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Author Topic: Buying a Watch  (Read 20756 times)
HiltonP
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« Reply #40 on: August 24, 2007, 09:50:52 AM »
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I've always found it a bit difficult to tell the time on a Blackberry underwater.  
Michael
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Why do you need to know the time underwater?
Do you have a submarine to catch?  
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Regards, HILTON
Lubor
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« Reply #41 on: August 25, 2007, 02:51:59 AM »
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The article was about making a choice, not about a watch. And to choose, it's not as easy as one would think ...    http://www.sciammind.com/article.cfm?artic...00&pageNumber=1

Lubor
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Rob C
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« Reply #42 on: August 25, 2007, 04:44:14 AM »
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The article was about making a choice, not about a watch. And to choose, it's not as easy as one would think ...    http://www.sciammind.com/article.cfm?artic...00&pageNumber=1

Lubor
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Lubor, now whoīs being lugubrious?

Rob C
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Nill Toulme
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« Reply #43 on: August 25, 2007, 08:34:25 AM »
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I had to look up "lugubrious."  Lovely word, thanks.  ;-)

Interesting article.  I wonder if any one of us who frequent gear forums (and no, I'm not tarring LL with that brush) would score less than a 6 on that "maximizers" test.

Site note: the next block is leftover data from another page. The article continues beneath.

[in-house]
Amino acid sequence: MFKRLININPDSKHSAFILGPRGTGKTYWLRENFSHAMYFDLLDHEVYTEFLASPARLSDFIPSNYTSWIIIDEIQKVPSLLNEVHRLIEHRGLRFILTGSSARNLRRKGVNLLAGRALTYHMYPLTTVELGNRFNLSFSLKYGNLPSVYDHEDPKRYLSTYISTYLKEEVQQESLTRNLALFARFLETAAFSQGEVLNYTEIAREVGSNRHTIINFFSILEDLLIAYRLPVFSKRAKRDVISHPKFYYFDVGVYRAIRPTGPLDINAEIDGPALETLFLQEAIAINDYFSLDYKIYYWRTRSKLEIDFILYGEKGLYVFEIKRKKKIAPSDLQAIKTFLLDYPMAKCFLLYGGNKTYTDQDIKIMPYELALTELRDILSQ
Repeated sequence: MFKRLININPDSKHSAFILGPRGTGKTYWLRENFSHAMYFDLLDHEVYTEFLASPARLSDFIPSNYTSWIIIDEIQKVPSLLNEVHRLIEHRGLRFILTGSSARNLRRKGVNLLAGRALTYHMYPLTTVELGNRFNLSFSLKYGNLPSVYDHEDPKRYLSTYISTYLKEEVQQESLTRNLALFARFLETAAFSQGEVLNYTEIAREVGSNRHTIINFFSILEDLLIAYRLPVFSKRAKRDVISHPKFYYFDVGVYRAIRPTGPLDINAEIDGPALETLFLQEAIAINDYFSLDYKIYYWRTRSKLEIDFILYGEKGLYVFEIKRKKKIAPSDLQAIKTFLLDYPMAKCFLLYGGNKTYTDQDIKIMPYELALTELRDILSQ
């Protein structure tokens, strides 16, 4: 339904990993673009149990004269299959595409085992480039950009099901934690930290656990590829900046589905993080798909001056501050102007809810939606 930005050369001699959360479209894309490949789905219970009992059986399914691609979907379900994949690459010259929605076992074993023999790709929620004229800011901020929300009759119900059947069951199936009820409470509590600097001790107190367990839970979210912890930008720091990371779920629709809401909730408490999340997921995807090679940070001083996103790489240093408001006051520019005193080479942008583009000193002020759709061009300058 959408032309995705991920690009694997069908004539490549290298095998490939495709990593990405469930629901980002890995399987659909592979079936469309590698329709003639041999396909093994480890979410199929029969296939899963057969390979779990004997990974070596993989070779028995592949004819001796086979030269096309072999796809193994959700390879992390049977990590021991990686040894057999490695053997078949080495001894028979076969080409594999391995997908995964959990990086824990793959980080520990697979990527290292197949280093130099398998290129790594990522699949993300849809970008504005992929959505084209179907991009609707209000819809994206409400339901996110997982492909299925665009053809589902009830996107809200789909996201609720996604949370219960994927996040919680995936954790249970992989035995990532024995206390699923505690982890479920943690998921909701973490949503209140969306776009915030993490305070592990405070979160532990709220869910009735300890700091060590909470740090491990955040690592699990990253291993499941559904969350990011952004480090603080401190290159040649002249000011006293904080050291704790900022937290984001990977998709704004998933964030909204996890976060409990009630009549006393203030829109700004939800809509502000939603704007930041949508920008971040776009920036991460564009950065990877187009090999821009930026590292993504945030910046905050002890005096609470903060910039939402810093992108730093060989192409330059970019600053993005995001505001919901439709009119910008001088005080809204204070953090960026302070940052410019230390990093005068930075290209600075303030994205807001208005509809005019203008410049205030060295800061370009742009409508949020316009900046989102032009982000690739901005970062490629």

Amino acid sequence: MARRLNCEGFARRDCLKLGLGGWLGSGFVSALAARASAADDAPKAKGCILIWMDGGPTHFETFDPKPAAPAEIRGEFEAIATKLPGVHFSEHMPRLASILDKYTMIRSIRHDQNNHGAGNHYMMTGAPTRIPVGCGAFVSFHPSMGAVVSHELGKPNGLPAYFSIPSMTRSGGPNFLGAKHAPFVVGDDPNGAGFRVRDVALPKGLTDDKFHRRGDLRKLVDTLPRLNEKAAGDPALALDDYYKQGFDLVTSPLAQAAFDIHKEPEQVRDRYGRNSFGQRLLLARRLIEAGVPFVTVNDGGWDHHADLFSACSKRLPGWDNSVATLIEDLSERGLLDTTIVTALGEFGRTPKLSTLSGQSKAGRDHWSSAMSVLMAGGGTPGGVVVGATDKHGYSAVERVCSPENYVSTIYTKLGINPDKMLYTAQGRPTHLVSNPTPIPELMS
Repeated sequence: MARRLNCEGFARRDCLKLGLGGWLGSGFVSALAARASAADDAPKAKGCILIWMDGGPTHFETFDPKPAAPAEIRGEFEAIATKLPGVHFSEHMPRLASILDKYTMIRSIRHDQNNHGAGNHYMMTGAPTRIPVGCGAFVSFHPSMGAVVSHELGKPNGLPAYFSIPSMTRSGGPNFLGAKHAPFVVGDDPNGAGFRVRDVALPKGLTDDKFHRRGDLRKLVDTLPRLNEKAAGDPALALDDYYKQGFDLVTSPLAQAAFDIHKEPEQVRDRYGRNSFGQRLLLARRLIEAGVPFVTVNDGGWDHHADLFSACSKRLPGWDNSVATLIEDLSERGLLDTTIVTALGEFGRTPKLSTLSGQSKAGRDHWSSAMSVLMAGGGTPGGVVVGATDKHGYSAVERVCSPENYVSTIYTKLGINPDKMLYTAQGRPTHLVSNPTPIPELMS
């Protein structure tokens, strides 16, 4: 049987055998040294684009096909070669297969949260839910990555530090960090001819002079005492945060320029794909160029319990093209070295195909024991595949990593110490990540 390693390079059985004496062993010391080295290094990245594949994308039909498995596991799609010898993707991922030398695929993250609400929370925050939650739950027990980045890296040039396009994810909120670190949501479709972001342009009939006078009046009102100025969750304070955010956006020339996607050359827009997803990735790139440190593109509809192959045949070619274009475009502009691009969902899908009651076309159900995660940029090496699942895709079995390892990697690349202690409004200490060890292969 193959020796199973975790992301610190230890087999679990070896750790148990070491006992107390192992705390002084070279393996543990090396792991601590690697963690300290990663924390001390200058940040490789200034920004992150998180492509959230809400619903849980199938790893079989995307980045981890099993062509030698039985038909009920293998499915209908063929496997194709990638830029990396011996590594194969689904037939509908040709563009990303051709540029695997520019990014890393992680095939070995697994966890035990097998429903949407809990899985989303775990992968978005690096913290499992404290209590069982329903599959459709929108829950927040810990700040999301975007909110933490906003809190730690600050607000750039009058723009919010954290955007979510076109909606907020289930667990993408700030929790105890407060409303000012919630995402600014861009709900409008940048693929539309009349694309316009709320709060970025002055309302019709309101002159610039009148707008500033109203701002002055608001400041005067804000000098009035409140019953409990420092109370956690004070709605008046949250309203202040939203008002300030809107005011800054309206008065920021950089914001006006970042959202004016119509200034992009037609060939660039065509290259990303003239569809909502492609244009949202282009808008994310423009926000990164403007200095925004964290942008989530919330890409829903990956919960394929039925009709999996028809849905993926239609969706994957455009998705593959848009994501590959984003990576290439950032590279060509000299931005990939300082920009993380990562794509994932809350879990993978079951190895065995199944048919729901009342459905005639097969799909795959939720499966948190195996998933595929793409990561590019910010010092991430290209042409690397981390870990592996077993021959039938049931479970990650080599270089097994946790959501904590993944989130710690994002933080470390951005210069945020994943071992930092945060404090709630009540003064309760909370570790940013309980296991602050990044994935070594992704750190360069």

Nill
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michael
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« Reply #44 on: August 25, 2007, 09:23:01 AM »
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Why do you need to know the time underwater?
Do you have a submarine to catch?   
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Just for the fun of it – a few places where I need a (waterproof) watch where a Blackberry or similar won't cut it...

... swimming, snorkeling, skiing, water water rafting, corporate locations that don't allow mobiles, customs and immigration halls at airports, on airplanes (some get uptight about wireless devices even when the transmitter is tuned off, especially during takeoffs and landings).

I imagine if I thought about it for a few more minutes I could come up with several more.

So, whether said in jest or not, a mobile phone is a poor substitute for a watch. On the other hand, my Nokia E90 syncs to the mobile operators time signal, shows the time in any city in the world, has multiple alarms, can get atomic clock accuracy from its built in GPS, has countdown and countup timers, etc, etc. But I won't take it swimming.

Michael
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Rob C
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« Reply #45 on: August 25, 2007, 10:50:47 AM »
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Michael, Iīm not surprised you wonīt take it swimming; perhaps it might take YOU swimming!

As far as the Submariner goes, even if I hadnīt thought of wearing it in the ocean and such watery places, it still appealed to me originally on the strength of its design. That was the first attraction and still is, for me, though I have to say, it does lend one a certain status in some circles. Iīve no probelm with that: if I canīt sing, I might as well have something going for me!